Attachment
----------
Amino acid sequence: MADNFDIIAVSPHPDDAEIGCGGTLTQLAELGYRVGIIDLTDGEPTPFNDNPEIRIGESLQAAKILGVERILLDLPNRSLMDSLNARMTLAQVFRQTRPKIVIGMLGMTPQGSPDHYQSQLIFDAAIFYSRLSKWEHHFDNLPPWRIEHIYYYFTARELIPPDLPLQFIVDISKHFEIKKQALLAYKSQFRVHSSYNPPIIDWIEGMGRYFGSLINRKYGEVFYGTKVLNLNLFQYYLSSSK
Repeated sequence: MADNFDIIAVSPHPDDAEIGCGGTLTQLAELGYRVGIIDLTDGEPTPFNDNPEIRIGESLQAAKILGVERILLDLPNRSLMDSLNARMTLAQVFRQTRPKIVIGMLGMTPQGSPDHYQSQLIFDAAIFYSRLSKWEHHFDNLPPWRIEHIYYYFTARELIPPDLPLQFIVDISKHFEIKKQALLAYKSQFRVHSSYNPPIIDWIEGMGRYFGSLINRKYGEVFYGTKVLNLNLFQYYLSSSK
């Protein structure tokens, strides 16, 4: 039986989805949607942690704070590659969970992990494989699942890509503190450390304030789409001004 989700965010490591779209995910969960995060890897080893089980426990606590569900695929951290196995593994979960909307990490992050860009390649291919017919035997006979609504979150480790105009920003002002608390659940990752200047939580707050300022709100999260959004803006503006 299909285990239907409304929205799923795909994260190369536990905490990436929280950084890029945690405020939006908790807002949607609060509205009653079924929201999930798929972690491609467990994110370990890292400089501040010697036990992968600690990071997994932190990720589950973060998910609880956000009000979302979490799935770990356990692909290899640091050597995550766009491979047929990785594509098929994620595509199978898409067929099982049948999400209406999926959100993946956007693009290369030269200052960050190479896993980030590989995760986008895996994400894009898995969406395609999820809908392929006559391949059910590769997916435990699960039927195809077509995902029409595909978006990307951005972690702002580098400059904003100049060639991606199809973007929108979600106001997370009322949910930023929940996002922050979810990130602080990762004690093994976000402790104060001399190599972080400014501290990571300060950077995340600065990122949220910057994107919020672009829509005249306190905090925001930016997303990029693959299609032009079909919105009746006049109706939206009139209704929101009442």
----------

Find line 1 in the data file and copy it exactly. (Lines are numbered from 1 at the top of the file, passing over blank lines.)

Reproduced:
Amino acid sequence: MADNFDIIAVSPHPDDAEIGCGGTLTQLAELGYRVGIIDLTDGEPTPFNDNPEIRIGESLQAAKILGVERILLDLPNRSLMDSLNARMTLAQVFRQTRPKIVIGMLGMTPQGSPDHYQSQLIFDAAIFYSRLSKWEHHFDNLPPWRIEHIYYYFTARELIPPDLPLQFIVDISKHFEIKKQALLAYKSQFRVHSSYNPPIIDWIEGMGRYFGSLINRKYGEVFYGTKVLNLNLFQYYLSSSK